Fairfield Ledger
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Neighbors Growing Together | Apr 28, 2017

Legislators debate tax credits

By Andy Hallman, Ledger news editor | Mar 20, 2017

The topic of tax credits was a source of debate at Saturday’s Legislative Forum at the Fairfield Public Library.

Audience member Deniz Comez asked the legislators what they thought about Rep. Pat Grassley’s House Study Bill 187, which would cap tax credits at $400 million, and then lower them $10 million a year to $370 million. Comez said the bill would harm renewable energy companies that rely on the tax credits.

Sen. Mark Chelgren said he had not read the text of the bill, but said he would probably support it.

“Where do tax credits to specific industries fall on our priority list?” he asked.

Rep. Dave Heaton agreed, saying “We need to wean ourselves from tax credits and put a cap on them.”

Rep. Curt Hanson said, “Solar energy is our future, and we’ve been slower than other nations in supporting it.”

Instead of cutting tax credits for renewable energy, Hanson suggested ending subsidies to large corporations such as John Deere and Monsanto.

Sen. Rich Taylor said the purpose of tax credits was to support new industries, especially green energy industries. However, he also saw the need to eliminate some tax credits.

“You shouldn’t need those tax credits once your business is established,” he said.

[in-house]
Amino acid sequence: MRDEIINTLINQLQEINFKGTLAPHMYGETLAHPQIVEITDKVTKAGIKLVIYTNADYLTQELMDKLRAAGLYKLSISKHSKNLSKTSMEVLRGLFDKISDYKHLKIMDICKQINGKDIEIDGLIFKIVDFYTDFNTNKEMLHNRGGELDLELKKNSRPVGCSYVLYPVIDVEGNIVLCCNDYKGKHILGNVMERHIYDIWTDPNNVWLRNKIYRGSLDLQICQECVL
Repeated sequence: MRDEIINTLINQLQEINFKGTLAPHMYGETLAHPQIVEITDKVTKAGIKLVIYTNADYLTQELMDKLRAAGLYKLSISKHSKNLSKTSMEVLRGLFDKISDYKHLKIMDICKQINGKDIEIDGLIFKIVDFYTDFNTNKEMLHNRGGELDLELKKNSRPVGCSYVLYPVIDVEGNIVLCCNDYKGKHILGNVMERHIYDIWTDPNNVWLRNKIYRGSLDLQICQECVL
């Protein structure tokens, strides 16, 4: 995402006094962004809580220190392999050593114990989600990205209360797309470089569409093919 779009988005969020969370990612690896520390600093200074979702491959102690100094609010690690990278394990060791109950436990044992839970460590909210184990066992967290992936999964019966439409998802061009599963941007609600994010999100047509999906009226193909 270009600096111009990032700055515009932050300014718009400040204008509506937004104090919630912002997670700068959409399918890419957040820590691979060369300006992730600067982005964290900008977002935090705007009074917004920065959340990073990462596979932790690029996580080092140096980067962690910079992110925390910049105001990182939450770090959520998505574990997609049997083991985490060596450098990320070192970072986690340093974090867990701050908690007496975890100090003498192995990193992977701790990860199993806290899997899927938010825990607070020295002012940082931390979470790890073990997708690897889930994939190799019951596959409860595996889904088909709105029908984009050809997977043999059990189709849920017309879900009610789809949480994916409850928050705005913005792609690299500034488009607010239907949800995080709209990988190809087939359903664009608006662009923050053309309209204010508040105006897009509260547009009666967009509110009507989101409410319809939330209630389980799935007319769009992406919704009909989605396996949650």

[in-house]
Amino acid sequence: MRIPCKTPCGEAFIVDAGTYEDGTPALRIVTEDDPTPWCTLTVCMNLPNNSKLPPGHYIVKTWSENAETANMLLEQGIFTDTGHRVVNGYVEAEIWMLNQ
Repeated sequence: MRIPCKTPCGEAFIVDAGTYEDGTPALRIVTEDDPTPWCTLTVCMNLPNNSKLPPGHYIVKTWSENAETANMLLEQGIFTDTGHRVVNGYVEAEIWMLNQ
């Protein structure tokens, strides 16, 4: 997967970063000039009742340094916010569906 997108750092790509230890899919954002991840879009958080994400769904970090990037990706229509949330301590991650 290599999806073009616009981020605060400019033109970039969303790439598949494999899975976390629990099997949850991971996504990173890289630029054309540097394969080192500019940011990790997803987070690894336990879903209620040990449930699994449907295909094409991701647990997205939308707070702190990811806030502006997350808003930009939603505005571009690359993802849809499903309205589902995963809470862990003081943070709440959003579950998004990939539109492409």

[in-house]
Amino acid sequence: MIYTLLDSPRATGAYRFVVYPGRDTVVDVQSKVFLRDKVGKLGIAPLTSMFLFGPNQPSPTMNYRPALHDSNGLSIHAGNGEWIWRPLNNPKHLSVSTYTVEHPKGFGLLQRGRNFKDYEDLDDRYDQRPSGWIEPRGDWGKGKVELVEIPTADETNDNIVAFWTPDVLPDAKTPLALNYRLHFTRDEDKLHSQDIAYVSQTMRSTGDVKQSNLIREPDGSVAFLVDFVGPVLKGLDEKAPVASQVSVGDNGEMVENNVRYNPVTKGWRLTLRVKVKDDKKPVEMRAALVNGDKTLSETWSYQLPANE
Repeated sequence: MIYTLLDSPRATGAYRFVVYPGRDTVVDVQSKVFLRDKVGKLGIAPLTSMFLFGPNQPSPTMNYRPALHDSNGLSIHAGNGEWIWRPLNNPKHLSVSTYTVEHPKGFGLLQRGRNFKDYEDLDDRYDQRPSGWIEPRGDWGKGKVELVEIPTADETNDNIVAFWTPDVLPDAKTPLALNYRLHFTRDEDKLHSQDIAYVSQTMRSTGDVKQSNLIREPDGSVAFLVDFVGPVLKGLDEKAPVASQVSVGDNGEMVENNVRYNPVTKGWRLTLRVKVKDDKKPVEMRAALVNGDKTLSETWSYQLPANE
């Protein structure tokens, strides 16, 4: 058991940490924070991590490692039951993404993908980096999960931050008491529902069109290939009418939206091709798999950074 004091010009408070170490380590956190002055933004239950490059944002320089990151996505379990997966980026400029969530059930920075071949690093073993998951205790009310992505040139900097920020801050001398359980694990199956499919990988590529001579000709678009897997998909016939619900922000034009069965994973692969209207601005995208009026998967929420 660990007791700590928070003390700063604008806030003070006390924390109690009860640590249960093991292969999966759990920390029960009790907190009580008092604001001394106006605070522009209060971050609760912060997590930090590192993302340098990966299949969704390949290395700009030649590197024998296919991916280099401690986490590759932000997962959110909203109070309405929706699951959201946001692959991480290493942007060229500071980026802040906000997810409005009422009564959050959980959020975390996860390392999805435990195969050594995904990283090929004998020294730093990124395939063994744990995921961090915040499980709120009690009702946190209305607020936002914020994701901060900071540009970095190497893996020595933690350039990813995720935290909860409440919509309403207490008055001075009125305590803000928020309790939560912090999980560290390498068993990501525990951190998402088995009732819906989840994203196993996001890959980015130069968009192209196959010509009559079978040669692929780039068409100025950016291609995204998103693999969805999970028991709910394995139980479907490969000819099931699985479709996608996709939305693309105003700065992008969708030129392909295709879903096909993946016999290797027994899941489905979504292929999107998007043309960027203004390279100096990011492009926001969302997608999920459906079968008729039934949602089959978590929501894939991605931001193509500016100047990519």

Audience member Martha Wick, who works for Indian Hills Community College, followed up on Comez’s question by telling the panel that House Study Bill 187 covers many programs, such as support for workforce training, which she believes should be excluded.

Wick said she worried that there might be unintended consequences of the bill the legislators were not aware of. She said the workforce training program that would be affected by the bill helps small businesses.

Heaton held up a packet of papers listing all the tax credits the state honors.

“We’re looking at welfare,” he said.

Heaton said he did not think community colleges would be affected by the bill.

Hanson said it was not a good idea to use a “meat ax” to chop off large chunks of the budget, which is what he felt the bill was doing.

Chelgren said the best way to train taxpayers so that they add to the tax base was to create high-paying jobs. He mentioned that community colleges are allowed to last several years in other countries, but have been limited to two years here.

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